Alba Landing | The Distracted Art of Meditation


Tomorrow I head to the Highlands. I'll be there for two weeks in a remote cottage. I realized a few days ago that it will be the first place where I will be staying that's literally on the earth, and not on the second floor (or fourteenth floor, as in Paris). It will also be the first time I'll be getting there by car, with me driving, staying in a place with four walls to myself and not sharing them with the loud retching upstairs neighbor (Stockholm), etc. 

The loud neighbors are like my mind when it goes into overactive hyperdrive. And so, with all of the uncertainty before me, with all of the distractions of the past, and the daily musings on what the day will bring, I have been trying to work on the art of quieting my mind.


Since Berlin, since mid-July, I have been proactively trying to engage in this seemingly simple pursuit (it's not simple at all). 

Luckily, I have an app for it. It tracks how long I meditate and how many days in a row (my "streak," so to speak) I've meditated. It also has different sounds I can put on like rain falling or a thunderstorm. I've only missed three days in August so far, so I'm feeling pretty good about that. I don't meditate for hours on end, but every minute I sit still in what I'll call "distracted silence" are important to me.

I know it may sound silly to use an app to meditate, but I like that it tracks these things for me. I like knowing that I've completed something. I like seeing all of the days of the month that I've made a goal light up in green circles.

Meditating is hard for me. I have an active mind. It is a remarkable overachiever in its ability to wander all over the place. From people in my life to what I'm going to eat next to feeling like I've got to get on with things. (When I first started meditating in mid-July, I would fall asleep during my meditation. Seriously.) 

But every single time I sit down to meditate, I feel better. I relax. I actively work on breathing in an intention and exhaling an intention. I love it. And I love it when the app produces a simple "ding" from a bell. Timed meditation done. Something completed.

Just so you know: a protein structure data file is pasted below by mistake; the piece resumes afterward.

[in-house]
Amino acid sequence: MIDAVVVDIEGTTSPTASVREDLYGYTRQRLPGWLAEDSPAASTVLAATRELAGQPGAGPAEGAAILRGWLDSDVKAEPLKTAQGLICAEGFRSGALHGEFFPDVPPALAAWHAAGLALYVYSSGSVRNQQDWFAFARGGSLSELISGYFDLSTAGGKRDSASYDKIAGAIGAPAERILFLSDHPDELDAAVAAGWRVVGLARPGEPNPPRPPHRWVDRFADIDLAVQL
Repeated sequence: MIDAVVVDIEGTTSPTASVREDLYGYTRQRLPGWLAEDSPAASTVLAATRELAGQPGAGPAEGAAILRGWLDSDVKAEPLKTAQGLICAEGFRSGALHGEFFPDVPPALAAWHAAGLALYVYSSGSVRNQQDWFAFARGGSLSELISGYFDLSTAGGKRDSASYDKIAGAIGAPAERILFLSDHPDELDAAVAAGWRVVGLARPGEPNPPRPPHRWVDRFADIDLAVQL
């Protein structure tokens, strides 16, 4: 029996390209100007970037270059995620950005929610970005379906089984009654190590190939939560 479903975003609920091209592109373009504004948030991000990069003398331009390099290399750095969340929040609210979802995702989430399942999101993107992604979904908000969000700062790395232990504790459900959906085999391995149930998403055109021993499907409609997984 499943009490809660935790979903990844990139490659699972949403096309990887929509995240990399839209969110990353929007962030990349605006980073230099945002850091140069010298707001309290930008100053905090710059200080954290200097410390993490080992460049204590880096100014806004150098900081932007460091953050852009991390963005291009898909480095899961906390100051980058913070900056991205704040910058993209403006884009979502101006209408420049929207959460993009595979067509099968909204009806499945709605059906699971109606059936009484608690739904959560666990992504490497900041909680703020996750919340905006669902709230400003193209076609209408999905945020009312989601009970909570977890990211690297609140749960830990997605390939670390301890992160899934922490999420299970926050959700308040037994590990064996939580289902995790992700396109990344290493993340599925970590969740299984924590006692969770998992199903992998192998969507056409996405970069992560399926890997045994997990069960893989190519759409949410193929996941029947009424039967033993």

One of the things I do while I meditate I want to share here because nearly every time I do it, I feel my mind, spirit, and body relax. Sometimes it makes me emotional and I'll even cry, because I know that I'm really connecting with myself after I do this exercise. I know that I get emotional because I am often, like so many people, disconnected from my mind, spirit, and body, even when I think that I am in tune. It really takes something, as I'm discovering, to connect with myself. Having a thousand thoughts per hour is not being connected. It's being distracted.

Mind, Body, Spirit Meditation:

I put my hands in prayer pose to my forehead, my third eye, and say: 

May my thoughts be good and true and beautiful. 

I put my hands in prayer pose to my lips and say:

May my words be good and true and beautiful.

I put my hands in prayer pose to my heart and say: 

May my heart be good and true and beautiful. Strong and clear, open and full.

I put my hands on my belly or my womb, hands gently holding my core and say:

May my body be good and true and beautiful. Healthy and nourished.

I repeat this three times, inhaling and exhaling as I go. I will often add a few more words to each. For thoughts, perhaps something like: honest and helpful, uplifting and expansive. And for words often something like: loving and kind, generative and thoughtful. 

Every time I sit with myself in prayerful meditation, I do this exercise. And I always feel less foggy and confused, less angry and distracted, because of it. 

Apps for meditation. Oh, to be a wandering mystic in a modern age...